When brought before Aurangzeb, he was asked why he was hailed as the Guru or prophet and called ‘Sacha Padsah’ (the True King) and if he really believed in his being one he should perform a miracle to justify his claim. Guru Tegh Bahadur reprimanded the emperor for his blind orthodoxy and his persecution of other faiths, “Hinduism may not be my faith, and I may believe not in the supremacy of Veda or the Brahmins, nor in idol worship or caste or pilgrimages and other rituals, but I would fight for the right of all Hindus to live with honour and practice their faith according to their own rites. The Guru answered further, “Every ruler of the world must pass away, but not the Word of God or His Saint. This is how people not only call me a True King but have done so through the two centuries before me in respect of my House and also in respect of others who preceded them and identified themselves not with the temporal and the contingent, but with the eternal and the ever dying.” The Guru refused to perform any miracles saying, “this is the work of charlatans and mountebanks to hoodwink the people. Men of God submit ever to the Will of God.” Guru Tegh Bahadur refused to embrace Islam, saying “For me, there is only one religion - of God - and whosoever belongs to it, be he a Hindu or a Muslim, him I own and he owns me. I neither convert others by force, nor submit to force, to change my faith. Aurangzeb was enraged and ordered Guru Tegh Bahadur to be forced to convert to Islam through torture or be killed.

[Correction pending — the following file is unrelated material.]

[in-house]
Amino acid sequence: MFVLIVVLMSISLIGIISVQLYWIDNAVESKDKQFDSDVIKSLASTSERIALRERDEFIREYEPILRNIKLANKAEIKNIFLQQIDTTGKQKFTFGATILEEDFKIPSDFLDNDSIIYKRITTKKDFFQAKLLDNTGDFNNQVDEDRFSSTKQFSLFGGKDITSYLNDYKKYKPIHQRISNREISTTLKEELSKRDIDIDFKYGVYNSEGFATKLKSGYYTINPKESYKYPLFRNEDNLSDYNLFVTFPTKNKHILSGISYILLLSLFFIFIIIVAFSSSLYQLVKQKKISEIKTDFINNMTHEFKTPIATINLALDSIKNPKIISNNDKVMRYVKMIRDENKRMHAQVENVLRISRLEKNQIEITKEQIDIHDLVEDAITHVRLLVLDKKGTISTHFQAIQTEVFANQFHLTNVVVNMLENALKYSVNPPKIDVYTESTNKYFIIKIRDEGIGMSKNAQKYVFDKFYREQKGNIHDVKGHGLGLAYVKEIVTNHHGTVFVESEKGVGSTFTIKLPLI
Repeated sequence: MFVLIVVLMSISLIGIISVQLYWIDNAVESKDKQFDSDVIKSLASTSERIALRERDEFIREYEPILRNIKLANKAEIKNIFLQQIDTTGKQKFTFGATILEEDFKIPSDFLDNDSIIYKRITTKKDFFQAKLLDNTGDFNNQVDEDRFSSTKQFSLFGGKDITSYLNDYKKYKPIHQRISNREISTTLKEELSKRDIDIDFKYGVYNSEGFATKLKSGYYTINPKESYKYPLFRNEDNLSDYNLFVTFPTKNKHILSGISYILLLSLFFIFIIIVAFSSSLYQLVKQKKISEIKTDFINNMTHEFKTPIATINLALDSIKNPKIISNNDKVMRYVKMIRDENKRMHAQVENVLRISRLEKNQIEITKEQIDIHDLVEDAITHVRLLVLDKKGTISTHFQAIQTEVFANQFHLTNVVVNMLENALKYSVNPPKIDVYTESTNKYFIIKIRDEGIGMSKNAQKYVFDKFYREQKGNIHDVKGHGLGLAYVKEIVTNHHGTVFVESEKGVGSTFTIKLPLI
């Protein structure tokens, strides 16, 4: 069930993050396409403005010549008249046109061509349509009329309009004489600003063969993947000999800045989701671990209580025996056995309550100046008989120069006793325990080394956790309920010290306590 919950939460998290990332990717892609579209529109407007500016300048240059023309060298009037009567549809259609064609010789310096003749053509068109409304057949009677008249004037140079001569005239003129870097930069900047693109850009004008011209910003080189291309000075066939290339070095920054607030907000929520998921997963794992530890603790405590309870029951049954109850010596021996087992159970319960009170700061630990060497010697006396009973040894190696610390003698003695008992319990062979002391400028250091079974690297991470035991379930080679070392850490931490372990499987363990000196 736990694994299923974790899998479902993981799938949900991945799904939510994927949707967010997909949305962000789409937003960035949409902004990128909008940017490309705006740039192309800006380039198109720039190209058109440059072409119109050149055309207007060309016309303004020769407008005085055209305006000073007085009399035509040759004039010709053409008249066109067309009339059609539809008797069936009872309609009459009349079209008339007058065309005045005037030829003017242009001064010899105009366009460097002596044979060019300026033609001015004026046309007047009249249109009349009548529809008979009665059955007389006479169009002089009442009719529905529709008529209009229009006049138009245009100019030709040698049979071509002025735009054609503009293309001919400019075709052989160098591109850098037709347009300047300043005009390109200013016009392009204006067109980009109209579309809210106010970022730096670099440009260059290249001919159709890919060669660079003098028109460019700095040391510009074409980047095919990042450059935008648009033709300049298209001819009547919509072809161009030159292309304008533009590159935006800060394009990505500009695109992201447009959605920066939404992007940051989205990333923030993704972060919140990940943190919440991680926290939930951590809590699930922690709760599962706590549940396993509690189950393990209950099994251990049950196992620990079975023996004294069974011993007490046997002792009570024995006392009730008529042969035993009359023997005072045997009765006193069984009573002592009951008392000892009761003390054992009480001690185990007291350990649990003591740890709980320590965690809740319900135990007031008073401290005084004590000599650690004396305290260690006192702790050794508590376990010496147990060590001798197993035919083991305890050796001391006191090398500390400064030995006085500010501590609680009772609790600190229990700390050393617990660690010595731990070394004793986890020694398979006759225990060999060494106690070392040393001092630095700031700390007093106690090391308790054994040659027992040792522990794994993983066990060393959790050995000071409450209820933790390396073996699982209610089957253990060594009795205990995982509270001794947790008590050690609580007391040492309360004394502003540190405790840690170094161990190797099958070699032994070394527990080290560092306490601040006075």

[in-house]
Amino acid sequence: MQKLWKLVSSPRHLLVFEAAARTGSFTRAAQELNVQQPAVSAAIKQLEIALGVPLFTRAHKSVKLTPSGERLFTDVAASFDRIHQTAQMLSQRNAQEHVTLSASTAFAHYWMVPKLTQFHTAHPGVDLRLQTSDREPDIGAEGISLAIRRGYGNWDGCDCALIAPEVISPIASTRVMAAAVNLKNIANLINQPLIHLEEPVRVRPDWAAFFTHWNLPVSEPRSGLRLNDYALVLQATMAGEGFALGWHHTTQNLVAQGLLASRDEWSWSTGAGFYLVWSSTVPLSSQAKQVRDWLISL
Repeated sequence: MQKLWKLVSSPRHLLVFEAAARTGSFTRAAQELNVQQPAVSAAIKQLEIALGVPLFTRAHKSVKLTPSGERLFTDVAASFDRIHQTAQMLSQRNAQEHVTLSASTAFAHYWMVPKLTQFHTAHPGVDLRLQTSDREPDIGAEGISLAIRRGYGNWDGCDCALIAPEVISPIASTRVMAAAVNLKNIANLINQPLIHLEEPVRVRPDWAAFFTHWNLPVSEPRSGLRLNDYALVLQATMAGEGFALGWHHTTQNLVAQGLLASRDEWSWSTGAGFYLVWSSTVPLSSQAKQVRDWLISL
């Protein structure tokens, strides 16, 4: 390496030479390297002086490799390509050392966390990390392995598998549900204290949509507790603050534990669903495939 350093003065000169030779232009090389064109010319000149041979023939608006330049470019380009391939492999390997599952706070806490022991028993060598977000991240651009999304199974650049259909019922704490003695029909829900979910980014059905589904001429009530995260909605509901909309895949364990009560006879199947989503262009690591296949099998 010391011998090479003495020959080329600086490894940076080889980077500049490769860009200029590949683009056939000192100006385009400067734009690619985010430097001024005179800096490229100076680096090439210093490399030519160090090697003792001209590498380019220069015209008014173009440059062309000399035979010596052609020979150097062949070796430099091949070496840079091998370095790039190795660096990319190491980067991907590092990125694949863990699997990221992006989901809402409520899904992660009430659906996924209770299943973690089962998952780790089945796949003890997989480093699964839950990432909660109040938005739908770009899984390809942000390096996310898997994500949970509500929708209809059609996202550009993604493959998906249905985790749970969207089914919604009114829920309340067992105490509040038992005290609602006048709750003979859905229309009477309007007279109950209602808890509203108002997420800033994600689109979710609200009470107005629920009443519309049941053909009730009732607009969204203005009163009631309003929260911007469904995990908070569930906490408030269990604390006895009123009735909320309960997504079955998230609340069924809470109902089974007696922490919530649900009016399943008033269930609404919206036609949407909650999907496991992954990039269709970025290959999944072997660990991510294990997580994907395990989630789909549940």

Guru Tegh Bahadur was subjected to many cruelties, he was kept in an iron cage and starved for many days. [In order to terrorize him further into submission, his companions were tortured to death. The Qazi (Muslim priest) told Bhai Mati Das to embrace Islam: “Brother, embrace Islam and enjoy the pleasures provided by the government. Moreover when you die as a Muslim, you will go to heaven where there will be streams of milk, many kinds of wine to drink and beautiful women to enjoy. If you do not embrace Islam, your body will be sewn into two.” Bhai Mati Dass replied, “I can sacrifice hundreds of such heavens for my faith. I don’t need women or wine. I see all the happiness in the path of my faith.” (Source)] The Guru was made to watch as Bhai Mati Das the devoted Sikh was tied between two pillars and his body split in two by being sawn alive. Bhai Dyala was boiled alive in a cauldron of boiling water and Bhat Sati Das was wrapped in cotton wool and set on fire. The Guru bore these cruelties without flinching or showing any anger or distress. Finally on November 11, 1675 Guru Tegh Bahadur was publicly beheaded with the sword of the executioner as he prayed. The Gurus body was left in the dust as no one dared to pick up the body for fear of the emperors reprisal. A severe storm swept through the city and under the cover of darkness a Sikh named Bhai Jaita managed to collect the Guru’s sacred head and carried it off to Anandpur Sahib to the Guru’s son. Another Sikh Bhai Lakhi Shah who had a cart, was able to smuggle the Gurus headless body to his house. Since a public funeral would be too dangerous, Bhai Lakhi Shah cremated the body by setting his house on fire. Meanwhile the head was taken to the grief stricken young Guru Gobind Singh and the widow Mata Gujari. On November 16, 1675 at Anandpur Sahib, a pyre of sandalwood was constructed, sprinkled with roses and the head of Guru Tegh Bahadur was cremated by young Guru Gobind Singh.

Thus ended the earthly reign of the ninth Nanak, Guru Tegh Bahadur. Never in the annals of history has the religious leader of one religion sacrificed his life to save the freedom of another religion.
“He who trusts in God and makes an honest living to share with others and injures no one, nor harbors ill-will against another need perform no other rituals. His soul ever stays in health.” - Guru Tegh Bahadur